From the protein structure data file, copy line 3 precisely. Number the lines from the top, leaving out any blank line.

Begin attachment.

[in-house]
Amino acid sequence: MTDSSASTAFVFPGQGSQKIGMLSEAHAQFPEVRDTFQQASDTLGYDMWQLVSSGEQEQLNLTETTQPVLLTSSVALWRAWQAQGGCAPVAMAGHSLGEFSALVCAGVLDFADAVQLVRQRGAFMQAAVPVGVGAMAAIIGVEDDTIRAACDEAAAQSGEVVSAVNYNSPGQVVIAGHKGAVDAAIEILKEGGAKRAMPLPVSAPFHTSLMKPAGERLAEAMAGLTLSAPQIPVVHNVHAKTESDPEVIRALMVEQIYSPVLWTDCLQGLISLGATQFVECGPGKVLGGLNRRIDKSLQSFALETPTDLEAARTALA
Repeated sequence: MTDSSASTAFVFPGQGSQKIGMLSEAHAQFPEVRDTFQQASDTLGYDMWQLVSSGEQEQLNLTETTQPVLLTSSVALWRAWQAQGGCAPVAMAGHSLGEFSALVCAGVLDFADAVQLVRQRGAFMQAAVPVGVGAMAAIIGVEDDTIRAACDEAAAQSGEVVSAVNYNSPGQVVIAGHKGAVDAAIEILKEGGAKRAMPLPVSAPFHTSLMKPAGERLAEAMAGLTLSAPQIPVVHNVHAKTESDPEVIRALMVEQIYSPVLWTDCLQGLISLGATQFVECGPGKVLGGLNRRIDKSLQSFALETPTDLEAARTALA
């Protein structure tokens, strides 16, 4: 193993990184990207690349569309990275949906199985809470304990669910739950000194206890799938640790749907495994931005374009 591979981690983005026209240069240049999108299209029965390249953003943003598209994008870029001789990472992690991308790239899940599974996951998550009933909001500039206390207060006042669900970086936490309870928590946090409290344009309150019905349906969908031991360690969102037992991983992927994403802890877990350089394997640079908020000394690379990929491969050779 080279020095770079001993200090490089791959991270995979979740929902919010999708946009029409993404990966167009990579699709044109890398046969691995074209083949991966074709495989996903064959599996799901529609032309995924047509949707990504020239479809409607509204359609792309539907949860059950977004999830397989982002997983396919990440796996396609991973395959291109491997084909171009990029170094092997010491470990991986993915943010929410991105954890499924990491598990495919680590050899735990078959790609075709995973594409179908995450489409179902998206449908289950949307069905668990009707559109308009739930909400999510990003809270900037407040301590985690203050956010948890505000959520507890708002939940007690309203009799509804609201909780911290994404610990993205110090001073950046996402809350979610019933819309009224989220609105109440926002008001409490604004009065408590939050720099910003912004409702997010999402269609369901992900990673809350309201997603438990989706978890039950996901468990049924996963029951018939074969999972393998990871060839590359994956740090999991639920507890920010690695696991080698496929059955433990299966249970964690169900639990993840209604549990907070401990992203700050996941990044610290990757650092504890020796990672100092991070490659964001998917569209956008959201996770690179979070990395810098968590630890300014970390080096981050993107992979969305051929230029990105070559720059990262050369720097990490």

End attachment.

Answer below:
Repeated sequence: MTDSSASTAFVFPGQGSQKIGMLSEAHAQFPEVRDTFQQASDTLGYDMWQLVSSGEQEQLNLTETTQPVLLTSSVALWRAWQAQGGCAPVAMAGHSLGEFSALVCAGVLDFADAVQLVRQRGAFMQAAVPVGVGAMAAIIGVEDDTIRAACDEAAAQSGEVVSAVNYNSPGQVVIAGHKGAVDAAIEILKEGGAKRAMPLPVSAPFHTSLMKPAGERLAEAMAGLTLSAPQIPVVHNVHAKTESDPEVIRALMVEQIYSPVLWTDCLQGLISLGATQFVECGPGKVLGGLNRRIDKSLQSFALETPTDLEAARTALA